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Narrative Minutes interim-2020-iesg-26 2020-12-03 15:00

Meeting Narrative Minutes Internet Engineering Steering Group (iesg) IETF
Date and time 2020-12-03 15:00
Title Narrative Minutes interim-2020-iesg-26 2020-12-03 15:00
State (None)
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Last updated 2024-02-23

Narrative minutes for the 2020-12-03 IESG Teleconference

These are not an official record of the meeting.
Narrative Scribe: Liz Flynn, Secretariat

1. Administrivia
1.1 Roll call

Deborah Brungard (AT&T) / Routing Area
Jenny Bui (AMS) / IETF Secretariat
Alissa Cooper (Cisco) / IETF Chair, General Area
Michelle Cotton (ICANN) / IANA Liaison
Roman Danyliw (CERT/SEI) / Security Area
Martin Duke (F5 Networks Inc) / Transport Area
Liz Flynn (AMS) / IETF Secretariat, Narrative Scribe
Sandy Ginoza (AMS) / RFC Editor Liaison
Wes Hardaker (USC/ISI) / IAB Liaison
Benjamin Kaduk (Akamai Technologies) / Security Area
Erik Kline (Loon LLC) / Internet Area
Magnus Westerlund (Ericsson) / Transport Area
Martin Vigoureux (Nokia) / Routing Area
Murray Kucherawy (Facebook) / Applications and Real-Time Area
Mirja Kuehlewind (Ericsson) / IAB Chair
Warren Kumari (Google) / Operations and Management Area
Barry Leiba (Futurewei Technologies) / Applications and Real-Time Area
Cindy Morgan (AMS) / IETF Secretariat
Alvaro Retana (Futurewei Technologies) / Routing Area
Amy Vezza (AMS) / IETF Secretariat
Eric Vyncke (Cisco) / Internet Area
Robert Wilton (Cisco Systems) / Operations and Management Area

Jay Daley / IETF Executive Director

Darren Dukes
Adrian Farrel
Peter Koch
Brenda Lyons
David Millman
Brian Sipos
Greg Wood

1.2 Bash the agenda

Amy: Does anyone have anything they'd like to add? Any other changes? Hearing

1.3 Approval of the minutes of past telechats

Amy: Does anyone have an objection to the minutes of the November 5
teleconference being approved? I'm hearing no objection. I saw final narrative
minutes; is there any objection to approving those? Hearing no objection.

1.4 List of remaining action items from last telechat

     o Eric Vyncke to write up draft text on Special Interest
       Groups and send to the IESG for comment.

Amy: This is on the agenda for today; is this done now?

Eric V: I think we should wait until the discussion at the end of this call to
remove it.

     o Alvaro Retana, Benjamin Kaduk, and Murray Kucherawy to look at
       updating the I-D Checklist.

Murray: I've received some additional feedback from the RFC Editor so this is
crawling along.

     o Alvaro Retana and Martin Vigoureux to draft text on guidance
       regarding the number of document authors on documents.

Alvaro: This is in progress. We've been talking about it and we think we'll put
something on the informal for next week about this.

     o Alvaro Retana, Rob Wilton, Alissa Cooper, and Martin Vigoureux to
       draft text on the framework for a long-term future plan for the

Alvaro: This is in progress. I think we probably want to put this on hold for a
month or two and pick it back up again.

     o Roman Danyliw to draft text for a request to the Tools Team to move
       BoF requests from the BoF Wiki to the Datatracker.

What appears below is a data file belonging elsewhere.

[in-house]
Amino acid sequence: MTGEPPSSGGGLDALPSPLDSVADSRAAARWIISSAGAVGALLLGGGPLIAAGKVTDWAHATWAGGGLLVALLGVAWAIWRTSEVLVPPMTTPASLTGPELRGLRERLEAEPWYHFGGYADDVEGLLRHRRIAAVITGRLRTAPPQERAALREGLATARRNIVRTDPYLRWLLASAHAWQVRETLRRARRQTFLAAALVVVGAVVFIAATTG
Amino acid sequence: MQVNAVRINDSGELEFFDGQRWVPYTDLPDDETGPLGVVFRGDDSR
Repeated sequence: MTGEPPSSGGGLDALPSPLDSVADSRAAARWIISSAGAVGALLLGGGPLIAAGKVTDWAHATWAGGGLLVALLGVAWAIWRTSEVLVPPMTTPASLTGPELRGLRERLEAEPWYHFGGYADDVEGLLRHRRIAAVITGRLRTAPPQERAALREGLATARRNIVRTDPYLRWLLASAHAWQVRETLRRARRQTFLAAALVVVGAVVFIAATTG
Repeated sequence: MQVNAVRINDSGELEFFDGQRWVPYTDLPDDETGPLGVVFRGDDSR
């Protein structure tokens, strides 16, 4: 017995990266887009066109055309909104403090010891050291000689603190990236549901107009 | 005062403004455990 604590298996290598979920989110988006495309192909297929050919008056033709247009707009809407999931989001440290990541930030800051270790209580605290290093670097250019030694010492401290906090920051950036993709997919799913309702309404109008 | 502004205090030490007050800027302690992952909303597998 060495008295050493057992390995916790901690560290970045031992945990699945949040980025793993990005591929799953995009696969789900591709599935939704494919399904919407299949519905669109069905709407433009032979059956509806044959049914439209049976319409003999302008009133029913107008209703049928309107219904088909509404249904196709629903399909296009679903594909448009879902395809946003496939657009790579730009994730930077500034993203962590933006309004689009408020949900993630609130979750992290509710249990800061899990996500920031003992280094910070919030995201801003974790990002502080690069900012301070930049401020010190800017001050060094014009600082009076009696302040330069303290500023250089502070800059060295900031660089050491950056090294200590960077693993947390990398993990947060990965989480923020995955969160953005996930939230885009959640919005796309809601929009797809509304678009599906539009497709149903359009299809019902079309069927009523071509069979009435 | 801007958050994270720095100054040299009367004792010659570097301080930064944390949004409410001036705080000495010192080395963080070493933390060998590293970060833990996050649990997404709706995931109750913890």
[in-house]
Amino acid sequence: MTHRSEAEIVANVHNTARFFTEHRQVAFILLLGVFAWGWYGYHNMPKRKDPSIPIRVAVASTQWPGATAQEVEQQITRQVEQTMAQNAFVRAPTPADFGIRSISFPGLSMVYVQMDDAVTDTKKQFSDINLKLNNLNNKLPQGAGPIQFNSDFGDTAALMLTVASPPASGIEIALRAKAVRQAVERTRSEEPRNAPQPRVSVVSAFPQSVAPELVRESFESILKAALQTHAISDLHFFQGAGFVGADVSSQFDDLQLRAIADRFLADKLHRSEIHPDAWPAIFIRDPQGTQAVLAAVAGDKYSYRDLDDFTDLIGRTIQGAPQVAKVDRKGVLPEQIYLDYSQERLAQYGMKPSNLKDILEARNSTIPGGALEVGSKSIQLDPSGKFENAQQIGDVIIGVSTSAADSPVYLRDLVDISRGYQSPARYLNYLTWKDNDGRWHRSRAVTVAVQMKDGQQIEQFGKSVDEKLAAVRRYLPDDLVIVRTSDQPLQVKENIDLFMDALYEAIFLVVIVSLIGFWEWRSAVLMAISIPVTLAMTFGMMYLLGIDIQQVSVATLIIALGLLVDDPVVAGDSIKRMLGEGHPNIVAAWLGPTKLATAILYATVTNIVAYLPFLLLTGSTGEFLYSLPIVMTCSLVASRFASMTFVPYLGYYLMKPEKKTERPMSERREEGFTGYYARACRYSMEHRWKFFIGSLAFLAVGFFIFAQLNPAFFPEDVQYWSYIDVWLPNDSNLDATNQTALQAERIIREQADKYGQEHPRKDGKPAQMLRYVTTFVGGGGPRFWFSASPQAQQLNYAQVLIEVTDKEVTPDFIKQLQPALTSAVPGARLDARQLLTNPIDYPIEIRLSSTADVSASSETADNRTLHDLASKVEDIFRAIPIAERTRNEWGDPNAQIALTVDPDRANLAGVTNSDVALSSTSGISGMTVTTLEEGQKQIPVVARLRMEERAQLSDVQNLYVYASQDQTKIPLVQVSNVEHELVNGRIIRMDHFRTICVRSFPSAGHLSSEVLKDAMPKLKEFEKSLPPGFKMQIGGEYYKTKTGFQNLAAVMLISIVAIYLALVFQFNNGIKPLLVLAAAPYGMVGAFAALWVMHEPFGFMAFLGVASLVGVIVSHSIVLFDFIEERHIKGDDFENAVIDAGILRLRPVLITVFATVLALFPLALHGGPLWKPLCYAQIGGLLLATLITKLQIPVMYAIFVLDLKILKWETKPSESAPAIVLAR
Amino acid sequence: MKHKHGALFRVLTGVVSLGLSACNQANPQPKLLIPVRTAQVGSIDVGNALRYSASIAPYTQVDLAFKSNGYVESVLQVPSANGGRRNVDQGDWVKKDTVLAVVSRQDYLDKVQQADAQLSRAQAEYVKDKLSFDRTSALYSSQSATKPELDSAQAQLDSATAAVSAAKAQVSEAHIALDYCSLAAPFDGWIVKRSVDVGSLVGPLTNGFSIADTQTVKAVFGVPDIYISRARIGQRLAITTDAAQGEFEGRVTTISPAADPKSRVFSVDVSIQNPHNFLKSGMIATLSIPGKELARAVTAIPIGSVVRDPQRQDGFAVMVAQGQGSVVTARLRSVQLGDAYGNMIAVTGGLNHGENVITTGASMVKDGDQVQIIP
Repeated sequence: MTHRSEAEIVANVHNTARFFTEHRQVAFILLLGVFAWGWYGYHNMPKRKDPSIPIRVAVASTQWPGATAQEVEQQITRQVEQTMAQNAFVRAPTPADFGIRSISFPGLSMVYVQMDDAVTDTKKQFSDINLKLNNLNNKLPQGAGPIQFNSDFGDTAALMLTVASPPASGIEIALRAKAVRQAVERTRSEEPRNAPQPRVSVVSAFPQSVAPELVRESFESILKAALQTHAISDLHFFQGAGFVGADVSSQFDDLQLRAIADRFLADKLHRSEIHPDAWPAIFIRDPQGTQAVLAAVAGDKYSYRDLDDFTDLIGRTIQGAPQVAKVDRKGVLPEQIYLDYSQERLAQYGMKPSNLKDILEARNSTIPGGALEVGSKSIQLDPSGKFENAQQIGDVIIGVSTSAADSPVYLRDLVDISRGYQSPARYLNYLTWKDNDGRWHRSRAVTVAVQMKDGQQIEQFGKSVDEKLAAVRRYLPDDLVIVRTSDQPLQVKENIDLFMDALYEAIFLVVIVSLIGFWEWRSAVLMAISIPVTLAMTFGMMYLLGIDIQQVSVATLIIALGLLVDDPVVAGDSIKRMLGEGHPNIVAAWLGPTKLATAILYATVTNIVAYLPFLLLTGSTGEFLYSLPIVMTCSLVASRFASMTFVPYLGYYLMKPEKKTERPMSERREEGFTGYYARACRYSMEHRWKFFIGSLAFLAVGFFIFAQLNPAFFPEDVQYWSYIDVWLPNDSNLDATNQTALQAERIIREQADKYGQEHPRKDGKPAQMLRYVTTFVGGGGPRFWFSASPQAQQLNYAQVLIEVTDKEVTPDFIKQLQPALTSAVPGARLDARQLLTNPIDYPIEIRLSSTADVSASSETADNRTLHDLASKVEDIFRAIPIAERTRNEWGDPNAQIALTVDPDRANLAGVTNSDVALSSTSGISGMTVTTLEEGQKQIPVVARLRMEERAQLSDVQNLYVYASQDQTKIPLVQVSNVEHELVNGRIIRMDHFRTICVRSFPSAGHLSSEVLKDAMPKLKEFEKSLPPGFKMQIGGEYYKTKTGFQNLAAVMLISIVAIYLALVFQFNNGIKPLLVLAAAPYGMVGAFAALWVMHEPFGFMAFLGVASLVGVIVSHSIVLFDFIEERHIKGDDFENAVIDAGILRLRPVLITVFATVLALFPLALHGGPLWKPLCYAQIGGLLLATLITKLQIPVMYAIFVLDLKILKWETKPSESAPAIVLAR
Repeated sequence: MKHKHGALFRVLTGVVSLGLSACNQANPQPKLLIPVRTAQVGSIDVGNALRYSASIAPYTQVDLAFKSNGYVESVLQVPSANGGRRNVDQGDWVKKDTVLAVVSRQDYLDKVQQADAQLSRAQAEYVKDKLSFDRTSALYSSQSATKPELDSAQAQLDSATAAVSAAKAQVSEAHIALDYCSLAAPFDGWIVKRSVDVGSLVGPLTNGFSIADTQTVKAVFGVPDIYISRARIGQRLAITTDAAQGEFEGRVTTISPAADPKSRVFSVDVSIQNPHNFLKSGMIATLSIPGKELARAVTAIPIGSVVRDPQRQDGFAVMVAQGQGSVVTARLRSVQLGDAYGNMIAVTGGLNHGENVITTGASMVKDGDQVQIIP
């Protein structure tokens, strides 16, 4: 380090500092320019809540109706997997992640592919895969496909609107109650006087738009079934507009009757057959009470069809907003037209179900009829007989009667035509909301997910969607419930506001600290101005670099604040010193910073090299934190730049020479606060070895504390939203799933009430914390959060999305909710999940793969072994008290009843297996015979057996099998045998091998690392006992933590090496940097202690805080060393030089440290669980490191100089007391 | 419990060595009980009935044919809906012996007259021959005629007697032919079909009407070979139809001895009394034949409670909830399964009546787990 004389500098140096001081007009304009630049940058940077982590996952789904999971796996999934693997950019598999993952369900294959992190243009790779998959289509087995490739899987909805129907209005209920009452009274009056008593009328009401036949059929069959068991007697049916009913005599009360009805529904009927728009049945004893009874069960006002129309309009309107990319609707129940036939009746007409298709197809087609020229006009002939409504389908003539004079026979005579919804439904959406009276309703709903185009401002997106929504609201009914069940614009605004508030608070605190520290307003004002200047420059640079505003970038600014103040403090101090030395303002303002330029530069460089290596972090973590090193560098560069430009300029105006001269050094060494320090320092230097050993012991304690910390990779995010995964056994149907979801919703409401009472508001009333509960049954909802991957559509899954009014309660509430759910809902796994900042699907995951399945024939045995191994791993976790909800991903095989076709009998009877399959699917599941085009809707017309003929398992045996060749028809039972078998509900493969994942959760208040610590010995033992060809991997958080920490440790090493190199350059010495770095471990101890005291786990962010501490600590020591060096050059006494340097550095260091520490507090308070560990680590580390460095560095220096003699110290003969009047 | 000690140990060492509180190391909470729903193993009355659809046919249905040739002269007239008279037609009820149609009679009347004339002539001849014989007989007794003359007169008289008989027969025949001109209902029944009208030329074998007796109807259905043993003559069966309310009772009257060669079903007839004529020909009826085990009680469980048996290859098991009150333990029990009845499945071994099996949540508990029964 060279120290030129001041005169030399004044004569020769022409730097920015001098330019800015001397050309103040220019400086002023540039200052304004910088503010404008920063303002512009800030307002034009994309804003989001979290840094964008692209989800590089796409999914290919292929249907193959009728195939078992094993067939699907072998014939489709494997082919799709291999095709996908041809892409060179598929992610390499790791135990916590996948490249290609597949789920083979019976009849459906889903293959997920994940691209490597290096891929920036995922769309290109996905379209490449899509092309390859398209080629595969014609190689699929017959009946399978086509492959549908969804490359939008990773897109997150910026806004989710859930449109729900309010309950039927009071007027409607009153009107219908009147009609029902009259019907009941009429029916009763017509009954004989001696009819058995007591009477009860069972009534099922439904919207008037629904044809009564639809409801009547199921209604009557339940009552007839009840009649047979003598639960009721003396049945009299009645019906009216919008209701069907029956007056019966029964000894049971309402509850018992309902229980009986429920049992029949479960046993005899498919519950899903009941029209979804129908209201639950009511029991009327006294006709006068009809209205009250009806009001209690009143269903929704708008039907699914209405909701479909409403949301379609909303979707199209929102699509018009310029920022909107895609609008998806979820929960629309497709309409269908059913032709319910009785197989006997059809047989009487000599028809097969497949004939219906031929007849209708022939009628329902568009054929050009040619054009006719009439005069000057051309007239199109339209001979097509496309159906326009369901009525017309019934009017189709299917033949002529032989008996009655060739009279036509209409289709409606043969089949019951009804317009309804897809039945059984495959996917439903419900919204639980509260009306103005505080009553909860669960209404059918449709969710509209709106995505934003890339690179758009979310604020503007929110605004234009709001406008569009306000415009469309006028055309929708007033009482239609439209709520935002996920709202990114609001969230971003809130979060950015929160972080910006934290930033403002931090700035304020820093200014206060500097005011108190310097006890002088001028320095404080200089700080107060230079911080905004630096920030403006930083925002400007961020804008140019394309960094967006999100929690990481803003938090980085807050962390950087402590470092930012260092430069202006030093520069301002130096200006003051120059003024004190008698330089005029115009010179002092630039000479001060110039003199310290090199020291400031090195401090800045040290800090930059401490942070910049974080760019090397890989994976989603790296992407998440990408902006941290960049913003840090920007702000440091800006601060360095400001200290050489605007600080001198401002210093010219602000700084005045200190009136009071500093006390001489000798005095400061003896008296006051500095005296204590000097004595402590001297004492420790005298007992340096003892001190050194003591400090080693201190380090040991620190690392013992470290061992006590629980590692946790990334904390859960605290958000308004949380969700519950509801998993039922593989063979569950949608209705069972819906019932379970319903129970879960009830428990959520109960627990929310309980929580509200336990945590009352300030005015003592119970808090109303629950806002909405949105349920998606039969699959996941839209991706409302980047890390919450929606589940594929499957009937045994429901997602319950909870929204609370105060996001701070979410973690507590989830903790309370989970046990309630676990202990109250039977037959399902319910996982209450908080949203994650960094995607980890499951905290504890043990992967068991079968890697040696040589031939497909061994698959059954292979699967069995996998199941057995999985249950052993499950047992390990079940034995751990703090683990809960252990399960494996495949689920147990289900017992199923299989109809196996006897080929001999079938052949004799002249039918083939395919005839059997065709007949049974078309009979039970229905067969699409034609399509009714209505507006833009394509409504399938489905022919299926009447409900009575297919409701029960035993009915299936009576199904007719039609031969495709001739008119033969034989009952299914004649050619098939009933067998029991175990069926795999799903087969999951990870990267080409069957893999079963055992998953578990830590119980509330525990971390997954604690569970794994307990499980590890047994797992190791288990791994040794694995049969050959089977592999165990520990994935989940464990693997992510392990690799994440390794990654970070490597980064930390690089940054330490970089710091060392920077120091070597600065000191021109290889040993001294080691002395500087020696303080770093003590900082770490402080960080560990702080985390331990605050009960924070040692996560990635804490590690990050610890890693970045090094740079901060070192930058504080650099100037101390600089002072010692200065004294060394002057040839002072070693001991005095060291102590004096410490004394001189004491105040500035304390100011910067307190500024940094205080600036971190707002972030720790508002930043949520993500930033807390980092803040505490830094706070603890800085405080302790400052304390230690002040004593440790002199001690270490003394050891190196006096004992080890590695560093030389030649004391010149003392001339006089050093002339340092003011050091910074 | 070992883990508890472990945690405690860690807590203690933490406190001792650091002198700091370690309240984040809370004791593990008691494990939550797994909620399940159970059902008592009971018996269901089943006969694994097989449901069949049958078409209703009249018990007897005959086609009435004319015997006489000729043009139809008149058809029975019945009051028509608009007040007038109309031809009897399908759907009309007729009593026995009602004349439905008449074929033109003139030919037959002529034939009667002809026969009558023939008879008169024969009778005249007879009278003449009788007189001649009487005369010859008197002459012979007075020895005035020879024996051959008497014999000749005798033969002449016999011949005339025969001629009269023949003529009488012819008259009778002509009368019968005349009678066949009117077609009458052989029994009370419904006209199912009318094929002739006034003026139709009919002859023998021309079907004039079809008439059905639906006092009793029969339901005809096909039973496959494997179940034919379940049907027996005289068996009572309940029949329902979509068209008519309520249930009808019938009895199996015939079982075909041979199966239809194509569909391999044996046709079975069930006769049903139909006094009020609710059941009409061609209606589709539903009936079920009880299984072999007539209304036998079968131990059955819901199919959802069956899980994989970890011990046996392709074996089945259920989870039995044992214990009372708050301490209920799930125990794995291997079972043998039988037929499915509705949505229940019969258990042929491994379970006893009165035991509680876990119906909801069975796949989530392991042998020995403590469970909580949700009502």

Roman: I'm going to get to that after the FTP thread wraps up.

     o Alvaro Retana, Warren Kumari, and Barry Leiba to draft clarifying
       text on Errata Best Practices.

Alvaro: As much in progress as it was last time.

Amy: Is this something that should be dropped or reassigned?

Barry: It's something we need to get to, for some value of we. I'd like to keep

Alvaro: I agree. We need to get to it, it's just not first on the list.

Eric V: Should we rename the authors to IESG?

Barry: We need somebody to be responsible for it. If we just put IESG, no one
will get to it. I'm happy to leave it as is and keep bothering us every two

     o Eric Vyncke to follow up on the suggestion at IETF 108 to share a
       list of grammar checking tools with the community.

Eric V: This is done and on We can remove this item.

     o Martin Vigoureux and Alvaro Retana to work with Jay Daley on the
       process for using EthicsPoint incident management software as
       the mechanism of private feedback and anonymous reporting.

Martin V: We haven't worked on this for a couple of weeks but it's still in the

     o Erik Kline to find designated Experts for RFC  8915 [IANA #1179647].
       - Added 2020-10-05 (3 telechats ago)

Erik K: I still need to find a second expert, so in progress.

     o Alvaro Retana to find designated experts for RFC 8919 [IANA

Amy: This is on as a management item to approve experts so this is
provisionally done.

     o Roman Danyliw & Ben Kaduk to find secondary designated experts for
       RFC 7107, RFC 7114, RFC 8411, and RFC 8696 [IANA #1181828].

Roman: In progress.

Michelle: Did you ask Sean Turner? That's who Russ had suggested.

Roman: I meant it was in progress but we haven't done anything.

Ben: I sent Sean a note yesterday.

     o Warren Kumari, Deborah Brungard, Stephen Farrell, and Jay Daley to
       investigate ways to recruit, recognize, and retain volunteers in the

Warren: That's actually in progress. We had a meeting yesterday or the day
before and made some progress.

     o Ben Kaduk to find designated experts for RFC 8782 [IANA #1182453].

Ben: This one is in progress. I've heard back from a couple people but still
want to hear from more.

     o Erik Kline to find designated experts for RFC 8928 [IANA #1183445].

Amy: This is a new item for Erik K.

     o Ben Kaduk to find designated experts for RFC 8935 [IANA #1184035]

Amy: This is a new item for Ben.

2. Protocol actions
2.1 WG submissions
2.1.1 New items